Effective July 1, 2023, no employer in Virginia may pay sub-minimum wages unless they had a 14(c) exemption prior to that date. Employers that had a 14(c) exemption prior to July 1, 2023, have until July 1, 2030, when the exemptions end, to increase the pay rates of disabled workers to at least the minimum wage in Virginia.

Organ Donation Leave

On April 12, 2023, the Virginia House of Delegates adopted the governor’s recommendations and enacted legally protected leave for organ and bone marrow donation. Senate Bill 1086 requires Virginia employers with 50 or more employees to provide eligible employees with up to 60 business days per 12-month period of unpaid organ donation leave and up to 30 business days per 12-month period of bone marrow donation leave. Employees are eligible if they have worked for the employer for at least a 12-month period and 1,250 hours during the preceding 12 months.

While the leave is unpaid, the law requires employers to restore eligible employees who take this leave to the position they held before the leave began, or an equivalent position with equivalent pay, benefits, and other terms and conditions of employment. Employers must also maintain coverage of an employee’s health benefit plan while they are taking the leave in the same manner as if the employee did not take leave and pay any commissions during organ donation leave that become due because of work the employee did before taking the leave. Employers are prohibited from treating organ donation leave as a break in an employee’s continuous service for purposes of the employee’s right to salary adjustments, sick leave, vacation, paid time off, annual leave, seniority, or other employee benefits.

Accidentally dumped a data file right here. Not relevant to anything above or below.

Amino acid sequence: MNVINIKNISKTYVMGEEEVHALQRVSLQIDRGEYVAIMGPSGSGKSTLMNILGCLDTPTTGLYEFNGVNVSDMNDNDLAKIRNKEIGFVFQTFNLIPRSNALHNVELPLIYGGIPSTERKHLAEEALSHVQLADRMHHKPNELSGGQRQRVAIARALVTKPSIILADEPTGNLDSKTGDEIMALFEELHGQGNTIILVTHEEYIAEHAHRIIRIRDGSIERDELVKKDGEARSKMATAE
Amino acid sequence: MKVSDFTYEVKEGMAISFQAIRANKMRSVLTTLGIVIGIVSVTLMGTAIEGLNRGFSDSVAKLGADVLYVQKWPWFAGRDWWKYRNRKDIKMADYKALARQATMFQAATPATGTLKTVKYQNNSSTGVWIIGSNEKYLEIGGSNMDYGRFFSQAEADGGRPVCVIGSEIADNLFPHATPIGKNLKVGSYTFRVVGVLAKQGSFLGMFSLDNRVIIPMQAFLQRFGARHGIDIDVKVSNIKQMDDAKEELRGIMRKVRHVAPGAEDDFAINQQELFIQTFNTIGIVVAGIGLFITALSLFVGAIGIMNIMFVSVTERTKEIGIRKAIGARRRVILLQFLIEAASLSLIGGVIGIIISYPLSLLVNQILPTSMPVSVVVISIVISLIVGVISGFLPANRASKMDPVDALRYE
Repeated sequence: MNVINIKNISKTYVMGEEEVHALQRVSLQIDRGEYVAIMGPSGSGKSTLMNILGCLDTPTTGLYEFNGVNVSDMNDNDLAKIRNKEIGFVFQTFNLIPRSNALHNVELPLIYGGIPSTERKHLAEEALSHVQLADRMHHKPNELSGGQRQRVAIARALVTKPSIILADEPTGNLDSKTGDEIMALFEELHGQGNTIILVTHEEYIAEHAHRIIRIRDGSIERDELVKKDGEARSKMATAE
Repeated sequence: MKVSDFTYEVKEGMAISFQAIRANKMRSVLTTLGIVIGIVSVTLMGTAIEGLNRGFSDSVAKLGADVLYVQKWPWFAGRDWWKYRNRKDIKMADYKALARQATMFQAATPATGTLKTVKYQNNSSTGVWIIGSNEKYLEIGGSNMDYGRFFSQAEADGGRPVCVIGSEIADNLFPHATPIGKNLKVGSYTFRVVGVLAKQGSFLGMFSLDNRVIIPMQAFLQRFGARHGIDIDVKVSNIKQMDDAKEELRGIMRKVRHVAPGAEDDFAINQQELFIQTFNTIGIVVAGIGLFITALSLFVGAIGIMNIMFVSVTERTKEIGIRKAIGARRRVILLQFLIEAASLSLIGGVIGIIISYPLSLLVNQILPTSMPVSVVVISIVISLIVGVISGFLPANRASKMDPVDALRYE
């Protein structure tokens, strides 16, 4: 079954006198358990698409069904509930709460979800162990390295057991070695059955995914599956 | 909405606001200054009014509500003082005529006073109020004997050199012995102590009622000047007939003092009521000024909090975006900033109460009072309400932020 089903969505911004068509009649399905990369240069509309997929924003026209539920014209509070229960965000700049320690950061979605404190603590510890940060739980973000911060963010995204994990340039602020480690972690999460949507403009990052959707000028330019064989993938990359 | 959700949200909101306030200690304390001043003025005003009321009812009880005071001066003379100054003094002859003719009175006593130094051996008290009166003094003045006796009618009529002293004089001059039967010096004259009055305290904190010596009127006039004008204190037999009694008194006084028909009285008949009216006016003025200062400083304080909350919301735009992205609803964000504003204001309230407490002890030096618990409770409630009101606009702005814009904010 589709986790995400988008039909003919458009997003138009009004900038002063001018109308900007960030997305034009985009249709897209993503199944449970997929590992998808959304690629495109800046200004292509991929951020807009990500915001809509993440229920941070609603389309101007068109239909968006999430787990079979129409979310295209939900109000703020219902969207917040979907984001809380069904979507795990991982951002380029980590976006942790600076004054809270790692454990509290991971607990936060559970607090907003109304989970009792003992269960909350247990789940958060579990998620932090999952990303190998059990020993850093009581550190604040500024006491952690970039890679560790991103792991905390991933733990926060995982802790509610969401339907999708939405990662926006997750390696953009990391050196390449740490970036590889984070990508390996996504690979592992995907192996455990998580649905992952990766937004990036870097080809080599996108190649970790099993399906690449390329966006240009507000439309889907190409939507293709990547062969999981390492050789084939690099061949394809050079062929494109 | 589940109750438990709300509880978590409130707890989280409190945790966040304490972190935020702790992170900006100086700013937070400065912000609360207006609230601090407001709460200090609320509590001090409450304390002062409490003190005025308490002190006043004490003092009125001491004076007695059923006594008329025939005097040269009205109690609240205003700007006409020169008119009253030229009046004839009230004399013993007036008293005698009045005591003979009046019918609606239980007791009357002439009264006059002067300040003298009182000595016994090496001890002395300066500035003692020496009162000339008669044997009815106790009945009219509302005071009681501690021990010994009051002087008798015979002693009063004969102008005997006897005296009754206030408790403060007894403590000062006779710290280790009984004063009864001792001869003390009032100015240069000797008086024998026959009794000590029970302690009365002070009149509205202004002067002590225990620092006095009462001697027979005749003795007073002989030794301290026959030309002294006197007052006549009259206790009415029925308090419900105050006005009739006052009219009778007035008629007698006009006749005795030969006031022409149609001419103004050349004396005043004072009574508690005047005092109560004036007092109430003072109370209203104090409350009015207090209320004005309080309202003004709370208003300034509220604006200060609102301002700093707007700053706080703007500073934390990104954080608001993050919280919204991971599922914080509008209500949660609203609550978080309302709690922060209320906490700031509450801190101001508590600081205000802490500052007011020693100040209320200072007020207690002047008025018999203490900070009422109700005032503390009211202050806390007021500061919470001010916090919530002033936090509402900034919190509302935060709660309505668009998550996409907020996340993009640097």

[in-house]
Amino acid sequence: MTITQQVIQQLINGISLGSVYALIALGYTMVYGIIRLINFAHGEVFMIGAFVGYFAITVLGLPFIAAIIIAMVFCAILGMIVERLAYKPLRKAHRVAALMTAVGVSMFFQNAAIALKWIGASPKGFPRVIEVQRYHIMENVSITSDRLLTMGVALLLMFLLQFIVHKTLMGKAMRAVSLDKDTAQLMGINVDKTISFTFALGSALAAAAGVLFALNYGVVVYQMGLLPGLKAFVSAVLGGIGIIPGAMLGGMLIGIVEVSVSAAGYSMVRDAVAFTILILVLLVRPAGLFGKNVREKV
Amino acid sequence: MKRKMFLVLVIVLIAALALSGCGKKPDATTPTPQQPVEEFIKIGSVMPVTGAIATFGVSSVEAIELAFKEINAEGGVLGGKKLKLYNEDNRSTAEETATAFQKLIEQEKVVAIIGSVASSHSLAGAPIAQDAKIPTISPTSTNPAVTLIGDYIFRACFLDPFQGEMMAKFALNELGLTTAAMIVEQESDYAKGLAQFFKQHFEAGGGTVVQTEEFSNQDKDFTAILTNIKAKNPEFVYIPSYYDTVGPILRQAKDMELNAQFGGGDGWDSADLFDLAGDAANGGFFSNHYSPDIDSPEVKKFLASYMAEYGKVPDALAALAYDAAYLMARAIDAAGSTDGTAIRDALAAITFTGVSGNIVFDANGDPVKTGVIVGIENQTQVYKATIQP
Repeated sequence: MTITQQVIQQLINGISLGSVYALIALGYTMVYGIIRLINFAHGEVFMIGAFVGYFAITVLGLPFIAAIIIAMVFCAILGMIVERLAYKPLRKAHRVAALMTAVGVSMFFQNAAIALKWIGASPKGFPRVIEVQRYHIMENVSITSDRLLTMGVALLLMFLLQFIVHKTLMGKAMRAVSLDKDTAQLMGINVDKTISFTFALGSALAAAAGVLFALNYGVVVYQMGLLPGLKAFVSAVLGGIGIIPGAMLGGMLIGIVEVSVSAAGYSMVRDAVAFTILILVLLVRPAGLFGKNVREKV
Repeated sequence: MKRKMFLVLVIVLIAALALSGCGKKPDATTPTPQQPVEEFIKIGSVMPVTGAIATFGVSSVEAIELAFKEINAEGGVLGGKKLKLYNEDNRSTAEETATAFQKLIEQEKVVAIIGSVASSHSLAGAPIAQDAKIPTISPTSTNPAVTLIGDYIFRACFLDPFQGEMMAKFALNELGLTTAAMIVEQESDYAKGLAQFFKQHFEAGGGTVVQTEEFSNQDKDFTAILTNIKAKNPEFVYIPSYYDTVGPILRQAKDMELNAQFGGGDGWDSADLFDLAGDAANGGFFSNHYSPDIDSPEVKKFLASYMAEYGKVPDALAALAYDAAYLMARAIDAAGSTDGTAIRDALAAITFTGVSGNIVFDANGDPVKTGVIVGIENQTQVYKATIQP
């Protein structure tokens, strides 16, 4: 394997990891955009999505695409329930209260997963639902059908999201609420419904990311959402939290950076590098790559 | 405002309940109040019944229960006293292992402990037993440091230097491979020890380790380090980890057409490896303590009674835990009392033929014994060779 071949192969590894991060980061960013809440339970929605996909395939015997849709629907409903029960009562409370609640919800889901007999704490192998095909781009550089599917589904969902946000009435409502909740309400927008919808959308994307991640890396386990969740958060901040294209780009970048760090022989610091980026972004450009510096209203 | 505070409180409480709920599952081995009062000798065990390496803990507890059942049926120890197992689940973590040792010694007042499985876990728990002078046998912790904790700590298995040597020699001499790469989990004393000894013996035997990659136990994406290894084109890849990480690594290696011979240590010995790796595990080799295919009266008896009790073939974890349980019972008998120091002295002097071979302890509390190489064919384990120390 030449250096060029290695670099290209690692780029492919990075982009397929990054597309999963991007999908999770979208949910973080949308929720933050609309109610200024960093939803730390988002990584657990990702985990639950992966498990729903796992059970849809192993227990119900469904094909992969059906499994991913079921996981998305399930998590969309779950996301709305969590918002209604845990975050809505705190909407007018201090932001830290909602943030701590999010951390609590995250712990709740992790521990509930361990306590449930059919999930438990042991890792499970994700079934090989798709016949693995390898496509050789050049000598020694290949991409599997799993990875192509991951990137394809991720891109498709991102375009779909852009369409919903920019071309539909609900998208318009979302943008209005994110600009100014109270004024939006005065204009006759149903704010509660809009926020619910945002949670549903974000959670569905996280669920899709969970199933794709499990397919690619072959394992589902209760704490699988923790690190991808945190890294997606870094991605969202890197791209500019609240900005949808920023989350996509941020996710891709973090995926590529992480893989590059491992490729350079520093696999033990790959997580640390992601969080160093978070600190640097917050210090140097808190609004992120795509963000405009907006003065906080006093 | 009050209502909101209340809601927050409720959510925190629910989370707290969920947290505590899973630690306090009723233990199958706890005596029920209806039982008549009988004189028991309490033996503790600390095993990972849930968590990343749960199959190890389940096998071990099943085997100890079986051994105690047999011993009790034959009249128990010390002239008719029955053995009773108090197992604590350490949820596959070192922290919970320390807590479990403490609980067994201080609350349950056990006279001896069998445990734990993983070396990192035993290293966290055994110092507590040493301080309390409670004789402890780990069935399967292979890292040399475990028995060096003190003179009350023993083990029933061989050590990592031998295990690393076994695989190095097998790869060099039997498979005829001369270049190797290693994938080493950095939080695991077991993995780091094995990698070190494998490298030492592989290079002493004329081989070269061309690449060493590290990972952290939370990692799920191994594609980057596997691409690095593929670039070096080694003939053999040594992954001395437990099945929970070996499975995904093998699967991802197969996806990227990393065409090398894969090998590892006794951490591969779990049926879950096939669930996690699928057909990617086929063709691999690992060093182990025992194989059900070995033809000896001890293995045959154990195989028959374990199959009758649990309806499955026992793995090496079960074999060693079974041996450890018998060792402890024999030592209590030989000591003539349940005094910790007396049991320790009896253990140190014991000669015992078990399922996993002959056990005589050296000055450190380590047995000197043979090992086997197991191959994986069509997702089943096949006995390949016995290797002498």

Employers are also prohibited from retaliating against employees for requesting or exercising their right to organ donation leave or who have alleged a violation of the organ donation leave law. Organ donation leave will not impact an employee’s ability to take federal Family and Medical Leave Act (FMLA) leave within the same year.  Organ donation leave is separate from federal FMLA leave, i.e., organ donation leave cannot run concurrently with federal FMLA leave.

Violations of the law protecting organ donation leave can result in fines of up to $1,000 for the first violation and, for subsequent violations within two years of any prior violation, of up to $2,500 for the second violation, and up to $5,000 for successive violations. Organ donation leave becomes effective July 1, 2023.

Virginia Employment Commission Subpoenas

The governor also enacted House Bill 2010, which gives Virginia Employment Commission (VEC) attorneys the authority to issue subpoenas. Specifically, the law allows VEC attorneys to compel the attendance of witnesses or the production of documents deemed necessary as evidence in connection with investigations or adjudications related to the Virginia Unemployment Compensation Act. The new law allows any party to move to quash the subpoena in a Virginia circuit court prior to the date of production.

Going forward, it will be important for employers to be cognizant of these provisions and make any necessary updates to their employment policies and/or agreements prior to the July 1, 2023, effective date. Employers are encouraged to work with counsel to prepare these changes and policies to ensure their compliance.

Information contained in this publication is intended for informational purposes only and does not constitute legal advice or opinion, nor is it a substitute for the professional judgment of an attorney.